Metin Karakoch, director of the Turkish Language Centre at Astrakhan State University, was detained for two days on 27 May for posting text from books by Islamic scholar Fethullah Gulen on a local internet forum – he subsequently left Russia for Turkey. In Perm Region on 26 March, Yevgeny Menshenin received a five-day sentence for sharing the video "The Wonders of the Koran" on the VKontakte social network (see below).

Islamic prosecutions continue, Jehovah's Witness prosecutions increase

Although a majority of cases involved banned Islamic texts or videos, prosecutions for alleged dissemination of Jehovah's Witness material have shown a marked increase throughout 2015, Forum 18 has observed (see below).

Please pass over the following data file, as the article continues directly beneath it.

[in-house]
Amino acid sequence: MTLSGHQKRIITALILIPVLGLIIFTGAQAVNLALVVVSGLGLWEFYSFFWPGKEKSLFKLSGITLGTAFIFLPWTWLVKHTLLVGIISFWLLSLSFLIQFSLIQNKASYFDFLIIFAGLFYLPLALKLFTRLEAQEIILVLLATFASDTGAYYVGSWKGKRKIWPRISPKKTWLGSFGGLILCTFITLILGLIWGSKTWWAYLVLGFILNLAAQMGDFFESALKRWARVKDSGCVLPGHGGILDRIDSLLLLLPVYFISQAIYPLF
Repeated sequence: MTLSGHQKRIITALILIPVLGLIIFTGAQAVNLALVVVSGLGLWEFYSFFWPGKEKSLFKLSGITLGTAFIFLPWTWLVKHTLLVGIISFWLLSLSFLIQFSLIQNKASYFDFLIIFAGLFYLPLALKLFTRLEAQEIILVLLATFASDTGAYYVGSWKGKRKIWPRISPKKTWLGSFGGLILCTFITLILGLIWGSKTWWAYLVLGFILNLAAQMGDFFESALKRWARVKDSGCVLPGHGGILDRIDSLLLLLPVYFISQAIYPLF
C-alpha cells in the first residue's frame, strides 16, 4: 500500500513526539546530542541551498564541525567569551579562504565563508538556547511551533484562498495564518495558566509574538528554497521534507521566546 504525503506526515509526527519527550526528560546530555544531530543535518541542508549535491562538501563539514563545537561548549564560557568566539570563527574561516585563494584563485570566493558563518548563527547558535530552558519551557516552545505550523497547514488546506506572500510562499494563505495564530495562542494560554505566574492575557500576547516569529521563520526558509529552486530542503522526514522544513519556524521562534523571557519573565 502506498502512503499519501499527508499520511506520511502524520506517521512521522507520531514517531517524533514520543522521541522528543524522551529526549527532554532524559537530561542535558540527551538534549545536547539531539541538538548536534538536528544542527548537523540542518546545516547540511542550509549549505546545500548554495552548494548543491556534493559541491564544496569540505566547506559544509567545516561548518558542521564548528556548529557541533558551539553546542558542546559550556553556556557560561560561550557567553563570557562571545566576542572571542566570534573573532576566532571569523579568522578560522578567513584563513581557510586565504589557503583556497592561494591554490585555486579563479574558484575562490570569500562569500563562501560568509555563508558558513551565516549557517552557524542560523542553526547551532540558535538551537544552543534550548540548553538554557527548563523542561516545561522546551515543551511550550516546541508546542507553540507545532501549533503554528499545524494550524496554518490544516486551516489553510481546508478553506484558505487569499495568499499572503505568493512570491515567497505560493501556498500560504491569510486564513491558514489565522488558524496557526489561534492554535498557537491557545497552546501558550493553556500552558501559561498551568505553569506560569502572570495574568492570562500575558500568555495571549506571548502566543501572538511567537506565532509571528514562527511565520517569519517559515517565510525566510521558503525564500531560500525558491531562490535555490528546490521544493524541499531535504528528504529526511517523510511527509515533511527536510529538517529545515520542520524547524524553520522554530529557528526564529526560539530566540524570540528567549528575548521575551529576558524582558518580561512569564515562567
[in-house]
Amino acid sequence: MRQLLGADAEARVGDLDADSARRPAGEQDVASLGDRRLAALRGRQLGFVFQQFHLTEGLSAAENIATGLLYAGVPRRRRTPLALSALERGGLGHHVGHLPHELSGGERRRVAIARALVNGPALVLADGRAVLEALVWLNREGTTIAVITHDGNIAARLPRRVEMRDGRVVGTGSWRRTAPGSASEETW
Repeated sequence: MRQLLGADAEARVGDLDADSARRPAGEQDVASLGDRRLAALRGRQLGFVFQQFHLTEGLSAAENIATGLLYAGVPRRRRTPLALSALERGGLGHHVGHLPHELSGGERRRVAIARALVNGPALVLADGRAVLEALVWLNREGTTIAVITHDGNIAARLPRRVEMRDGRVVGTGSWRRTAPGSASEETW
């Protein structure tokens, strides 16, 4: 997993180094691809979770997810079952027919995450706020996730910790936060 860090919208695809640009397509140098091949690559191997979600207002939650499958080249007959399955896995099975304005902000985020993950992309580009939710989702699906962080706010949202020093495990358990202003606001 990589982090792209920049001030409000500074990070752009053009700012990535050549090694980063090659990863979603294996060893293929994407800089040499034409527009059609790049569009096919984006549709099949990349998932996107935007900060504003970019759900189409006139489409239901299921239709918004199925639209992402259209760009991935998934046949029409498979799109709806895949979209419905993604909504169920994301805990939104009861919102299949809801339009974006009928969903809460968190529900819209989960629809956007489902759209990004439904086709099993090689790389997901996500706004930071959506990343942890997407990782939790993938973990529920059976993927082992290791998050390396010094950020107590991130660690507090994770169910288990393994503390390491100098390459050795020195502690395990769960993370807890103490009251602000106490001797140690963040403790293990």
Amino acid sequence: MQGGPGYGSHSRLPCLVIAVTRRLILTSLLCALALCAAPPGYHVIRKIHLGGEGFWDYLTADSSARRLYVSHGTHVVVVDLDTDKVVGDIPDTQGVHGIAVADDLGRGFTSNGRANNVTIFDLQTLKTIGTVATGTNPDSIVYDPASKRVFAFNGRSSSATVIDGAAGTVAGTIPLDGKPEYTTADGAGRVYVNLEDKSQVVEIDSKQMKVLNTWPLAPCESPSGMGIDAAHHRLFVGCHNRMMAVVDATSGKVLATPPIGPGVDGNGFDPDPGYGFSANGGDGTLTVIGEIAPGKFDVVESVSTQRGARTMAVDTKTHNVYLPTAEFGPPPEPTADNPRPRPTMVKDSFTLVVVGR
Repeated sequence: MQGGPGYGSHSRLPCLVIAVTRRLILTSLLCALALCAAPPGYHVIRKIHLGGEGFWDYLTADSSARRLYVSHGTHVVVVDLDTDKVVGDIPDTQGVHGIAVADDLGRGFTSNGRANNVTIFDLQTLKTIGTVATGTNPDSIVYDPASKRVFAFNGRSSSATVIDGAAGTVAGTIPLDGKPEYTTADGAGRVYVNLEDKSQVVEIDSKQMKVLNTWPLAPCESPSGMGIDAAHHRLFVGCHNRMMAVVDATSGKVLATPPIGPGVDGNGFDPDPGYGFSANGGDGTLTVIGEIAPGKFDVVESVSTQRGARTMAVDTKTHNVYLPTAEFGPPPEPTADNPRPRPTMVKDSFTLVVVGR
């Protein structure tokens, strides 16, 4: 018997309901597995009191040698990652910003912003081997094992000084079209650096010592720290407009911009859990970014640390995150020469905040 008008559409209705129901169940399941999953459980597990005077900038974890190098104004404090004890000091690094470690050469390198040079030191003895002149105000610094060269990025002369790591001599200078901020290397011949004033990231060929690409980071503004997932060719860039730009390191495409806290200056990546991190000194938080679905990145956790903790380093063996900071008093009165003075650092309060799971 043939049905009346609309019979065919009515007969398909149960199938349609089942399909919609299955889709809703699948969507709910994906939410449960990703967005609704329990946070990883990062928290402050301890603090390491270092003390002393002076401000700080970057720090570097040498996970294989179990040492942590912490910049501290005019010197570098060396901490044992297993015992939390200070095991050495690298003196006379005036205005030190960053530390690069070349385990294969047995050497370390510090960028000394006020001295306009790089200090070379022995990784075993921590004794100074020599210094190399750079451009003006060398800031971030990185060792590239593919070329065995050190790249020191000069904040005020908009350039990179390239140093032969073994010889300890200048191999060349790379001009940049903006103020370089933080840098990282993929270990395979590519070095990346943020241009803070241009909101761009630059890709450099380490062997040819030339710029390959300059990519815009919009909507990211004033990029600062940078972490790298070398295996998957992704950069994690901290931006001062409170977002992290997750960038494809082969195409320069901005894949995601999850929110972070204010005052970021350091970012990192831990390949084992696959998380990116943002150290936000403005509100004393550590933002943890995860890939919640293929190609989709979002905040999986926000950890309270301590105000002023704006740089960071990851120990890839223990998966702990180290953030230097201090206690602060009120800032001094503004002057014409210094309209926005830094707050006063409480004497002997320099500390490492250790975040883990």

This is consistent with a general increase in law enforcement attention towards Jehovah's Witnesses in 2015 and 2016. This has included several attempts to liquidate local communities, blocks on imports of Jehovah's Witness literature, and an ongoing prosecutor's suit to outlaw as "extremist" the Jehovah's Witness translation of the Bible.

Article 20.29

Article 20.29 of the Administrative Code punishes "production or mass distribution of extremist materials included in the published Federal List of Extremist Materials, as well as their production or storage for mass distribution". Once a court – even a low-level court - has ruled a text "extremist" and the verdict has come into force, the ruling must be communicated within three days to the Justice Ministry, which maintains the Federal List. The item will then be added to the List within a further 30 days, banning its distribution throughout Russia.